Tanya Notley is Associate Professor in Communication at the School of Humanities and Communication Arts and a member of the Institute for Culture and Society (ICS) at Western Sydney University. Tanya’s research focuses on media literacy, digital inclusion and media justice. She leads the Platform for Civic Media Literacy at ICS and is Deputy Chair of the Australian Media Literacy Alliance. Tanya leads a new ARC Linkage Project that collaborates with public cultural institutions to increase media literacy to address misinformation and she is a Chief Investigator on a Linkage Project focused on advancing digital inclusion in low-income households (led by Michael Dezuanni at QUT). Tanya also leads a longitudinal national survey focused on young people’s news media engagement.
Achal Prabhala runs the AccessIBSA project, which is an inter-disciplinary campaign for access to medicines in India, Brazil and South Africa. Over the course of the last 20 years, he has worked with civil society and governments across several countries in Africa, Asia and Latin America on pharmaceutical monopolies, and in South Africa and India, on knowledge monopolies. In the recent past, he served on the Advisory Board of the Wikimedia Foundation (2006-2018) and the Expert Advisory Group of the Medicines Patent Pool (2010-2019); he was the Carnegie Resident Equity Scholar at the University of the Witwatersrand in Johannesburg in 2015, and held a Shuttleworth Fellowship (2016-2019) and a Mellon Foundation Fellowship at the University of the Witwatersrand in 2020.
Nishant Shah is the Professor of Aesthetics and Cultures of Technology at ArtEZ University of the Arts, and is a shared endowed professor at Radboud University and University of Twente, in the Netherlands. He is a knowledge partner with Oxfam Novib (Netherlands), The Digital Asia Hub (Hong Kong), and Point of View (India). He is a feminist, humanist, and a technologist, working in areas of misinformation, AI and humanities, and organising for social justice. He works in multi-stakeholder systems to think through questions of being human in the face of rapid digitzation.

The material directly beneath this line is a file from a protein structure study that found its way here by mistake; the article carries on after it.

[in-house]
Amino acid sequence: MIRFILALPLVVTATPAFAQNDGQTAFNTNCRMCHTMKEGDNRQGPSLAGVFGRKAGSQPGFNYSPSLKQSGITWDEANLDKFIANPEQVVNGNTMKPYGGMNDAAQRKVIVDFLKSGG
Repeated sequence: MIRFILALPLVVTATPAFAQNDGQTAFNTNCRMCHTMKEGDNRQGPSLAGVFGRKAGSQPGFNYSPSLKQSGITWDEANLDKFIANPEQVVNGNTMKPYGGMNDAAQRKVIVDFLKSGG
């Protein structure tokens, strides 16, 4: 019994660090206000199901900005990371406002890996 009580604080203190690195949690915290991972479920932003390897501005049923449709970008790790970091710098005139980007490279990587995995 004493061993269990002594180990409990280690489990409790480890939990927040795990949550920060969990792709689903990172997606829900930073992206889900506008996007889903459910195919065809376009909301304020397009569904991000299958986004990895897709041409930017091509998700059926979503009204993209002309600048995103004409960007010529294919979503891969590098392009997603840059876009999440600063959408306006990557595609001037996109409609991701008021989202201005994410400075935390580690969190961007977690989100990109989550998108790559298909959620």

Ray Siemens is a leader of collaborative, transformative, interdisciplinary scholarship and pedagogy. He is Distinguished Professor in the Faculty of Humanities at the University of Victoria, in English with cross appointment in Computer Science, also appointed Canada Research Chair in Humanities Computing (2004-15). He was invited as Fellow in the Royal Society of Canada in 2022.
Kirsten Thorpe (Worimi, Port Stephens) is a Chancellor’s Postdoctoral Indigenous Research Fellow at Jumbunna Institute for Indigenous Education & Research, UTS. Kirsten leads the Indigenous Archives and Data Stewardship Hub, which advocates for Indigenous rights in archives and data, and develops research and engagement in relation to refiguring libraries and archives to support the culturally appropriate ownership, management and ongoing preservation of Indigenous knowledges.
Ethan Zuckerman is associate professor of public policy, information and communication at the University of Massachusetts at Amherst and director of the Initiative for Digital Public Infrastructure. His research focuses on the use of media as a tool for social change, the use of new media technologies by activists and alternative business and governance models for the internet. He is the author of Mistrust: How Losing Trust in Institutions Provides Tools to Transform Them (2021) and Rewire: Digital Cosmopolitans in the Age of Connection (2013). With Rebecca MacKinnon, Zuckerman co-founded the international blogging community Global Voices.